Where: O2 Academy Brixton
At 6PM on Thursday evening a horde of fans are queuing around Brixton’s O2 Academy. All ages, colours and creeds. The reason they’re here: Gorillaz. As soon as the doors are open the venue is flooded with people for tonight’s sold out warm-up show for the inaugural Demon Dayz Festival.
There aren’t any support acts tonight so the two-hour wait for Damon Albarn and co gets a little tedious but you can feel the anticipation building as it draws closer to show time. Aside from their intimate launch show for the new album Humanz in March they haven’t played London in nearly seven years. It’s been a long time but the fan base is just as strong as ever.
When it’s time for Damon and his multi instrumentalist backing band to hit the stage they open with one of their newer tracks ‘Ascension’, accompanied by guest artist Vince Staples. It’s frenetic and evident that Gorillaz may have had some time off but are still firing all cylinders when it comes to live performances. Lighting effects are in abundance as a backlit screen displays artwork featuring the animated members of the band, drawn to life by cartoonist Jamie Hewlett, his instantly recognizable style an integral part of the bands appeal.
From newer work the set list takes a trip down memory lane with ‘Last Living Souls’ as Gorillaz give some love to their 2005 masterpiece Demon Days. The room filled with nearly five thousand voices as the crowd battles against Damon’s vocals. He breaks into a smile that stays on his face for the entirety of their twenty-seven song set list. Covering their entire discography we’re treated to all phases of the bands ever shifting sound, with a plethora of the original guest artists making their way on stage to complete the live experience. Later during the set we are even treated to a performance of ‘Dare’, featuring a performance from Shaun Ryder (Happy Mondays) who is on surprisingly good form considering his lack of public appearances since the release of the Demon Days single.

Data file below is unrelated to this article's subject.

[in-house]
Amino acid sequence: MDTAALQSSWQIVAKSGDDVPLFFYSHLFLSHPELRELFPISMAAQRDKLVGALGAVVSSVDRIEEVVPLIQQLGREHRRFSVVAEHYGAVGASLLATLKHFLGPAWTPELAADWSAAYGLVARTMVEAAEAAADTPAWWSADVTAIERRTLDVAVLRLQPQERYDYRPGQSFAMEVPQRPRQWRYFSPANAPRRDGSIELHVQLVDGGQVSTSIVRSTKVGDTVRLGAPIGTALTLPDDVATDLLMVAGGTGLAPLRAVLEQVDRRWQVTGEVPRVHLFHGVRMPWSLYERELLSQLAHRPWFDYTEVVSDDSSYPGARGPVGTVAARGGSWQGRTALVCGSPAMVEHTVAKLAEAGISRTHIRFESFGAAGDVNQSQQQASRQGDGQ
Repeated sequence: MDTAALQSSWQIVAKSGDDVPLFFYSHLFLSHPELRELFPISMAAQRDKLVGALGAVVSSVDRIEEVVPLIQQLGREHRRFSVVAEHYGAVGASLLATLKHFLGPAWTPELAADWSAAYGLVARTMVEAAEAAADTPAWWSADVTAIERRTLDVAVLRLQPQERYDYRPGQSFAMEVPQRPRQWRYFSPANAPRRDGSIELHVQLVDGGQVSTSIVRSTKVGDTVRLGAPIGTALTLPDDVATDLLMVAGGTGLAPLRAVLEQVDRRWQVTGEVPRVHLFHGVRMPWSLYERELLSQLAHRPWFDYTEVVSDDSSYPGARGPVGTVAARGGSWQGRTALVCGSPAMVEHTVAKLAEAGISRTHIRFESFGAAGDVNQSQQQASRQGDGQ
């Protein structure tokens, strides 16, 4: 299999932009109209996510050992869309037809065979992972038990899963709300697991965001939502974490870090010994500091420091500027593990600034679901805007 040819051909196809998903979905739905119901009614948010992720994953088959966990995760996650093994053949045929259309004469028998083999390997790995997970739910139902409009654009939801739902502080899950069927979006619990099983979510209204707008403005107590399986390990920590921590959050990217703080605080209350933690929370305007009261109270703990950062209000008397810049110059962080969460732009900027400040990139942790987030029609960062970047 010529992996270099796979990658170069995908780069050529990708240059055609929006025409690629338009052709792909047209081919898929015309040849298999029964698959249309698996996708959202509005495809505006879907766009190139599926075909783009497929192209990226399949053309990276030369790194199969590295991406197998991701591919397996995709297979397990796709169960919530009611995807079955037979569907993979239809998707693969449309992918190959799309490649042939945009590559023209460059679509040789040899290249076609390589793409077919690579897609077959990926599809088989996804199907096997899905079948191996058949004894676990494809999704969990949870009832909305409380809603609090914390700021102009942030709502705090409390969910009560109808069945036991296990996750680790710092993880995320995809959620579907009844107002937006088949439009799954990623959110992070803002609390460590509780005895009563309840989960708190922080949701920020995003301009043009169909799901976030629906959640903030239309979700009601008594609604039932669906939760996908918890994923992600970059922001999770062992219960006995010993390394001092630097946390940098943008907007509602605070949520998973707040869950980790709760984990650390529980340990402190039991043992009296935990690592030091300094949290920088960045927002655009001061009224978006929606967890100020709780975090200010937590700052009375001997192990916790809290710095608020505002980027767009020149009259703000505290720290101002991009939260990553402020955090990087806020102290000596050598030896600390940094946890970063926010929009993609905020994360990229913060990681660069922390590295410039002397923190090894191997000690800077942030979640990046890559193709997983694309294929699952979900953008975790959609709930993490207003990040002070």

The new material from Humanz is generally well received but it does seem that there is an over-reliance on the role of the guest artists within the tracks, as if Damon has become more of a producer for the band than a performer within it. It’s slightly disappointing but could also be seen as a good direction. Gorillaz have always been a collective product of varying cultures, genres and sonic styling and as such Damon’s Brit-pop influence can merely be regarded as an earlier phase in the bands history.
My only real criticism from the show was that during certain songs the live mixing felt a little bit off. With female vocals sounding especially tinny at times and the bass of percussion overwhelming the more intricate parts of certain tracks, specifically ‘Charger’ and ‘El Mañana’. However these complaints can be overlooked when considering the amount of spectacle and showmanship put into the performances.
The show ends with a hit packed encore. Led by the live debut of ‘Sleeping Powder’, an energetic anthem that was written and recorded only three days prior to this show. Functioning as a song for those who were upset by the lack of the animated bands presence within the new album he promises that a new EP called 2D will be released by the end of the year. What follows is a knockout rendition of ‘Feel Good Inc.’ with De La Soul appearing to complete the rap component and a beautifully muted version of ‘Don’t Get Lost in Heaven/ Demon Days’ to close the set. If this show is anything as well constructed as their Demon Dayz Festival in Margate then prepare for a fantastic event.